A massive leak from one of the world’s biggest private banks, Credit Suisse, has exposed the hidden wealth of clients involved in torture, drug trafficking, money laundering, corruption and other serious crimes.
Details of accounts linked to 30,000 Credit Suisse clients all over the world are contained in the leak, which unmasks the beneficiaries of more than 100bn Swiss francs (£80bn)* held in one of Switzerland’s best-known financial institutions.
The leak points to widespread failures of due diligence by Credit Suisse, despite repeated pledges over decades to weed out dubious clients and illicit funds. The Guardian is part of a consortium of media outlets given exclusive access to the data.
We can reveal how Credit Suisse repeatedly either opened or maintained bank accounts for a panoramic array of high-risk clients across the world.
They include a human trafficker in the Philippines, a Hong Kong stock exchange boss jailed for bribery, a billionaire who ordered the murder of his Lebanese pop star girlfriend and executives who looted Venezuela’s state oil company, as well as corrupt politicians from Egypt to Ukraine.
One Vatican-owned account in the data was used to spend €350m (£290m) in an allegedly fraudulent investment in London property that is at the centre of an ongoing criminal trial of several defendants, including a cardinal.
The huge trove of banking data was leaked by an anonymous whistleblower to the German newspaper Süddeutsche Zeitung. “I believe that Swiss banking secrecy laws are immoral,” the whistleblower source said in a statement. “The pretext of protecting financial privacy is merely a fig leaf covering the shameful role of Swiss banks as collaborators of tax evaders.”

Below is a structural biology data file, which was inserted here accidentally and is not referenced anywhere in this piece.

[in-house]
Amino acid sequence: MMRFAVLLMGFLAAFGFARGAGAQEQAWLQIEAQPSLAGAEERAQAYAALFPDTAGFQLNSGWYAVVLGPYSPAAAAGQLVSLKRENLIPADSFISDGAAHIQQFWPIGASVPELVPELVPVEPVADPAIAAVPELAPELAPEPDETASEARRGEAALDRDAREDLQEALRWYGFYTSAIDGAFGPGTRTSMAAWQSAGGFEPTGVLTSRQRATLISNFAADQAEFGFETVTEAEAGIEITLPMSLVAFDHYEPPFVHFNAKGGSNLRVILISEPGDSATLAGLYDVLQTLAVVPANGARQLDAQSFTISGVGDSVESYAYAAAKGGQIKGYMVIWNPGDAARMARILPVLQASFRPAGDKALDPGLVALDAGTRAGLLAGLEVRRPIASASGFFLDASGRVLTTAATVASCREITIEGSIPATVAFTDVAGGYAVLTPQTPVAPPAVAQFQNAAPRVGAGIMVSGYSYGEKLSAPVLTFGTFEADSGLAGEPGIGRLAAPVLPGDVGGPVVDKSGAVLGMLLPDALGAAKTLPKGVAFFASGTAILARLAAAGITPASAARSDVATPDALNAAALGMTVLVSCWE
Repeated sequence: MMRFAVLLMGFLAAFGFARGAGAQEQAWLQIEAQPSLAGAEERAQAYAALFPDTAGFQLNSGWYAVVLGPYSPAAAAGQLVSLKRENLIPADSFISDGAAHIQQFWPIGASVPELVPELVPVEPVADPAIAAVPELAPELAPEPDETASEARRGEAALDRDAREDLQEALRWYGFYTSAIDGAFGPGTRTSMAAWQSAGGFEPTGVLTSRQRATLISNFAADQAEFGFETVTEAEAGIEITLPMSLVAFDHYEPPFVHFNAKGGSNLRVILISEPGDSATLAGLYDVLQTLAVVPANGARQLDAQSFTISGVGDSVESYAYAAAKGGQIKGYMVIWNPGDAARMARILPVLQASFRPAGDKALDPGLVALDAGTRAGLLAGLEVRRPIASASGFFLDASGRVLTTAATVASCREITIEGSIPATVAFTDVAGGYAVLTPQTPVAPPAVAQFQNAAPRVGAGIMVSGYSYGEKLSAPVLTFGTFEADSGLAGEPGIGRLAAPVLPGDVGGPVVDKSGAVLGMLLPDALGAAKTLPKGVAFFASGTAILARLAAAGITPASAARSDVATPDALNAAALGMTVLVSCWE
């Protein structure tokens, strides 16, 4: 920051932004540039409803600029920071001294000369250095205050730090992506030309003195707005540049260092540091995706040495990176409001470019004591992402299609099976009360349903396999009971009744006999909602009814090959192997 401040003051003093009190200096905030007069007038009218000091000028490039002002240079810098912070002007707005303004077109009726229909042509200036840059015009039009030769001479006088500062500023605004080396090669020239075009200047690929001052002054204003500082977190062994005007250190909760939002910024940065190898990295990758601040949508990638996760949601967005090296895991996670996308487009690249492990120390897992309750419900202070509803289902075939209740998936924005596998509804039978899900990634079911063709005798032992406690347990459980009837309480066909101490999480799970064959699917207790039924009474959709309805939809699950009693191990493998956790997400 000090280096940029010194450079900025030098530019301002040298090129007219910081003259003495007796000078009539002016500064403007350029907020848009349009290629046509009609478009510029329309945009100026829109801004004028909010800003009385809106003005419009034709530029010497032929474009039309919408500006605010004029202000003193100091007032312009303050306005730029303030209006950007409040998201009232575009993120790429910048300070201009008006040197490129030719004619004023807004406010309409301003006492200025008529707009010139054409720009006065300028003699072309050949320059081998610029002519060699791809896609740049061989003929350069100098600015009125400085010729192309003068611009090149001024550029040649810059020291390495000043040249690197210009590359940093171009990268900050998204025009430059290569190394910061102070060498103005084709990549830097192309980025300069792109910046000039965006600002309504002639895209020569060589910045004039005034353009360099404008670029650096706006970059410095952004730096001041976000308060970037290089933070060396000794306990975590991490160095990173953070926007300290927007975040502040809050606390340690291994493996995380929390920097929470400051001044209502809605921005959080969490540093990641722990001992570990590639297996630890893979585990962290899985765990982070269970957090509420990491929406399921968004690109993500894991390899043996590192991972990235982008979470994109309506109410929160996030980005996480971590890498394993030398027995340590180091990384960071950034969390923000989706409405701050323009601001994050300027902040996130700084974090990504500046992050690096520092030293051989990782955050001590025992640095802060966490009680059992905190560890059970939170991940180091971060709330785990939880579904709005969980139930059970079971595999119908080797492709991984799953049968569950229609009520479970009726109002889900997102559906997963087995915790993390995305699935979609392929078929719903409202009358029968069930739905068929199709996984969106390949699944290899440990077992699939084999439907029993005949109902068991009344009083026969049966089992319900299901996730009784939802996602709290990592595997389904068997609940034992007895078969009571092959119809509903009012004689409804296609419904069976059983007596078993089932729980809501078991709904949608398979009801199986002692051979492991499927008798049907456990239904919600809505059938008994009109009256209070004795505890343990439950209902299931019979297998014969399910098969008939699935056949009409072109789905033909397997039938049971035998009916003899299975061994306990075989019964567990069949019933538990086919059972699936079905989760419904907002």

Credit Suisse said that Switzerland’s strict banking secrecy laws prevented it from commenting on claims relating to individual clients.
“Credit Suisse strongly rejects the allegations and inferences about the bank’s purported business practices,” the bank said in a statement, arguing that the matters uncovered by reporters are based on “selective information taken out of context, resulting in tendentious interpretations of the bank’s business conduct.”
The bank also said the allegations were largely historical, in some instances dating back to a time when “laws, practices and expectations of financial institutions were very different from where they are now”.
While some accounts in the data were open as far back as the 1940s, more than two-thirds were opened since 2000. Many of those were still open well into the last decade, and a portion remain open today.